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A safe, secure and convenient mode of license fee payment to Directorate General of
Foreign Trade, Ministry of Commerce, Government of India, through the Internet
without visiting the Bank.
7. Online Booking of Indian Airlines Ticket
Travel Ticket booking made easy. Select your flight, provide necessary details and
pay through Bank of India Internet Banking.
8. Online Booking of Indian Railway Ticket
Railway Ticket booking made easy. Select your train, provide necessary details and
pay through Bank of India Internet Banking.
9. e-Payment of Direct Taxes
Pay your Direct Tax online from the comforts of your office or home, avoiding
queues and last minute rushes
10. Online Interbank Fund Transfer, Read More
Interbank Fund Transfer made easy and convenient. Now can transfer funds ONLINE
across banks, through our StarConnect Internet Banking Services, using RTGS/ NEFT
facility.
Bank of Baroda Internet Banking
"Baroda Connect" is an internet banking facility introduced as an alternative delivery
channel for rendering effective customer service on 24 X 7 basis. It offers unique
customized services to both Retail & Corporate customers.
All customers can register under Baroda Connect for View and / or Transaction
facility Under VIEW facility customer can
View Account summary of all operative, deposit and loan accounts
View all multiple Account information online with a single userid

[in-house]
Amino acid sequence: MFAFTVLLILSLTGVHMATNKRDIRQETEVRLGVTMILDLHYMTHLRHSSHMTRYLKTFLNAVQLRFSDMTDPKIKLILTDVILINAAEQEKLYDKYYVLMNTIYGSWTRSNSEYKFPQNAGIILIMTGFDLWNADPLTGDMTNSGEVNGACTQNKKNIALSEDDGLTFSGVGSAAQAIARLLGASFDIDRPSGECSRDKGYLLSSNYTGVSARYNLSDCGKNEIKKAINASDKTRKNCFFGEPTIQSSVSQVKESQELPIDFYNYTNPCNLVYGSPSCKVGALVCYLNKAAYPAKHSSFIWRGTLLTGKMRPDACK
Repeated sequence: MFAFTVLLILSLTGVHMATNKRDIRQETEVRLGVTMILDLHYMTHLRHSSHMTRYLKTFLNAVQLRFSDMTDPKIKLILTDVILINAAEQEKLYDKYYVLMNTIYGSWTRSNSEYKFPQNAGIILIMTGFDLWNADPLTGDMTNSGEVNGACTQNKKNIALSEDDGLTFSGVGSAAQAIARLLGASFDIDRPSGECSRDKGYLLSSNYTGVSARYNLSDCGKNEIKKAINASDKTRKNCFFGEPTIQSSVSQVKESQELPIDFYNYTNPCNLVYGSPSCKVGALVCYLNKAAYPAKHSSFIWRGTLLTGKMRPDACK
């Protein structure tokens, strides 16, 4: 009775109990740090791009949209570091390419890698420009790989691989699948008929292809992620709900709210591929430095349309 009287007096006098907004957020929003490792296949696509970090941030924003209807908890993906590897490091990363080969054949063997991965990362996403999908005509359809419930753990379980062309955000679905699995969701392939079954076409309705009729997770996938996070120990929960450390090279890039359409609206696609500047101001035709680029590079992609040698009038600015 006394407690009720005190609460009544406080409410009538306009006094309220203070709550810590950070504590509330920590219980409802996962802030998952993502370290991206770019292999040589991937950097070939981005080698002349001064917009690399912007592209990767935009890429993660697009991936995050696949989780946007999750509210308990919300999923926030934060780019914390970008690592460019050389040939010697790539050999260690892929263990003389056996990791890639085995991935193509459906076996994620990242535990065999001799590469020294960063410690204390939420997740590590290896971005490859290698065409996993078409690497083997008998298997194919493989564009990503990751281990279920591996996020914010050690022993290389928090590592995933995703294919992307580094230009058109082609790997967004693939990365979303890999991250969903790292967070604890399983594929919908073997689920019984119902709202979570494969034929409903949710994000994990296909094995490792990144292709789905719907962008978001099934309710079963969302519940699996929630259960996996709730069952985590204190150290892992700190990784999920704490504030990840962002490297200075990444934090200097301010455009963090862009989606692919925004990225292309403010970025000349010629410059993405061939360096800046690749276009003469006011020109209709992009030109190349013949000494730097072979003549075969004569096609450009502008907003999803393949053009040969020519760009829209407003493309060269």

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Get Account statements Under Transaction facility customer can (in addition
to the above VIEW facilities)
Transfer funds immediately or schedule for a future date to self linked and
third party
Pay through Online Tax - Direct and Indirect taxes online such as Excise
Duty, Service Tax, Customs Duty, Income Tax etc.
Pay through Baroda Easy Pay - utility bills like electricity, mobile etc ,
Donations, Subscription, Travel plan booking online
Pay school/institutional fees
Book Rail Ticket - IRCTC
Additionally a Corporate user can
Set up multiple workflow of initiators and approvers for transactions and
requests
View all trade finance related facilities availed eg. Export / Import LC, Inland/
Export Bills, Forward Contracts Bank Guarantees, Packing Credit account etc

United Bank of india
e-banking United Online is the name of Internet Banking service of United Bank of
India. The service is highly secure as it uses 256 bit SSL encryption for the data
transmission through internet.
With Internet Banking, your bank travels with you around the world. You have on-